AGood things come to those who wait (see how I did that there?)
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Thread: AGood things come to those who wait (see how I did that there?)

  1. #1
    Senior Member Mongol Pete's Avatar
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    AGood things come to those who wait (see how I did that there?)

    Hello TW fans!

    I have finally taken delivery of my 2013 Yamaha AG200 here in Ulaanbaatar. Better still, I found secure indoor parking right next to my building for 2,000 MNT ($1.13) a day! The exploring begins this weekend, and I'm looking for suggestions on a good-quality, sturdy digital camera to take along. I want to show all you good folks the scenery 'round here after all ;-)

    So, suggestions on brands of digital cameras, binoculars, tents, sleeping bags, camping/adventure riding gear, and any other odds and ends you folks like to pack, would be greatly appreciated.

    Stay tuned! Pics will be coming soon.

    Ride safely,

    MP
    r80rt likes this.

  2. #2
    Senior Member Borneo's Avatar
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    Pete, having explored a great many remote areas of the world over a period that now spans more than thirty years, I most certainly can make suggestions on the gear you talk about. In fact that is probably one of the few things I can comment on. (I'm not so great on mechanical things, and there are real live experts living on this site). However, I suppose to do that I would need a bit more information about conditions expected and temperatures for some of the gear, and of course availability is another issue. However, a couple I can field right now. For a good rugged camera that takes superb pictures I would recommend the Cannon Powershot Elph 300 HS. It's very thin, very reliable, has good battery life and takes great pictures. Binoculars are easy too, in a way. If you have tons of disposable cash just get a pair of Swarovskis and call it done. However, if you are not in the trust fund category, and you can source them, look at leupolds, swift, and steiners. I have all three. The leupolds are the best for the money, then the steiners (usually more costly) and the swift (generally more costly than the other three). If you get much more than 8x stability issues will begin to make themselves apparent. MSR and Snowpeak make good stoves and cooking gear as does Trangia.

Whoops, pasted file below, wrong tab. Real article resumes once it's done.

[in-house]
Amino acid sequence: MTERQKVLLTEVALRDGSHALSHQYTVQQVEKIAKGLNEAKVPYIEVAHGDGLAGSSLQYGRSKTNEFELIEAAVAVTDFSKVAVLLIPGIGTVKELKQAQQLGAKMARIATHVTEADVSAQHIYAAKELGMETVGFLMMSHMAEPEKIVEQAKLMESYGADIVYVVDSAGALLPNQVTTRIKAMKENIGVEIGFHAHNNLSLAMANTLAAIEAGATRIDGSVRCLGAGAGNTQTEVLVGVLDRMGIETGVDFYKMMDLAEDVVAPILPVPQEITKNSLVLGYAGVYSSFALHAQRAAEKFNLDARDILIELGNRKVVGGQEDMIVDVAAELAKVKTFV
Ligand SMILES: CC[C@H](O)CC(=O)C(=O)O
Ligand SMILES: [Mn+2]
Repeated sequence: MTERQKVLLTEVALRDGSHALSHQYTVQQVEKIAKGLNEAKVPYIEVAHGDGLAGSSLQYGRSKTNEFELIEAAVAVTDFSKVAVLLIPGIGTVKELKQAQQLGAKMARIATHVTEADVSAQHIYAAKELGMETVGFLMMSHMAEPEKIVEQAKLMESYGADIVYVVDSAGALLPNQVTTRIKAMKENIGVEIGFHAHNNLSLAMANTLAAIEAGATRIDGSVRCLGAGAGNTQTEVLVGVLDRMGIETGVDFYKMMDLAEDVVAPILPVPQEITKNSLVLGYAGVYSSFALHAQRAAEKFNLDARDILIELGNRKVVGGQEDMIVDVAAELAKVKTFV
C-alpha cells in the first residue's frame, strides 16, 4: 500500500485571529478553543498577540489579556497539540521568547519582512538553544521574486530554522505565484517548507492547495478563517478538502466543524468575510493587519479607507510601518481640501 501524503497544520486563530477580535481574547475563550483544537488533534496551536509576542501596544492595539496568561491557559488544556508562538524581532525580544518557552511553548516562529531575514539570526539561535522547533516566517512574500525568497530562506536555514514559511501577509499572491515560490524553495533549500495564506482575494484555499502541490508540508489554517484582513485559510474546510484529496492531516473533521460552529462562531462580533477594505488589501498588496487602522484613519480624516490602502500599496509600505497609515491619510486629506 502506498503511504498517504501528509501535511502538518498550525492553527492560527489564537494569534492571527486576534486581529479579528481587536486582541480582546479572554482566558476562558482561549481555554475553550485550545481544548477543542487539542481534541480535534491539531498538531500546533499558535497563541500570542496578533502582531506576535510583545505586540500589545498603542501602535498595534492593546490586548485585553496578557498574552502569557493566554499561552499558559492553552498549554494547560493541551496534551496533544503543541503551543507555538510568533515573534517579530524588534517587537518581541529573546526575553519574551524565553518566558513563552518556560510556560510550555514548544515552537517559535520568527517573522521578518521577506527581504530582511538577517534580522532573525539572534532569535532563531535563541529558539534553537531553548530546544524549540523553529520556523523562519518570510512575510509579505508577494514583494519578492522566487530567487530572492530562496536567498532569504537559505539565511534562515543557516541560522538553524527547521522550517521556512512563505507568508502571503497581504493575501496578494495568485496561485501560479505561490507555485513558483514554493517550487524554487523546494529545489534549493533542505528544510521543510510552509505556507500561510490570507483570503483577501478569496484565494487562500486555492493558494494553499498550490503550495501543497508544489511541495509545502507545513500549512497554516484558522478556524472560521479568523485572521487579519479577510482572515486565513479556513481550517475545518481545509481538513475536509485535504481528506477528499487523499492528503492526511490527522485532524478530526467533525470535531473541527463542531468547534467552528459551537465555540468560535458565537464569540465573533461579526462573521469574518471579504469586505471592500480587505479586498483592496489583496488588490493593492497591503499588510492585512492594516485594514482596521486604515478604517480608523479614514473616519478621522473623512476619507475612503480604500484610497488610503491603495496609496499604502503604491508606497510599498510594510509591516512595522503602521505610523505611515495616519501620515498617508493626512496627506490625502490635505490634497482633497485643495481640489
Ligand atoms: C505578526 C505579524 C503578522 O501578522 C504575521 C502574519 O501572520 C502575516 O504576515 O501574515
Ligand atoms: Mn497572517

Give me an idea of what conditions you will encounter and I will suggest some tents and bags. You may be able to source Snugpak bags there, and they are decent gear. If you will encounter much wet, then synthetic may be your choice for insulation, if mostly dry or you are confident in you ability to keep your gear dry, then down is still king, for reasons of compressability, weight and warmth to those ratios.

    Congratulations on the bike and a warm safe place to keep her.
    Mongol Pete likes this.
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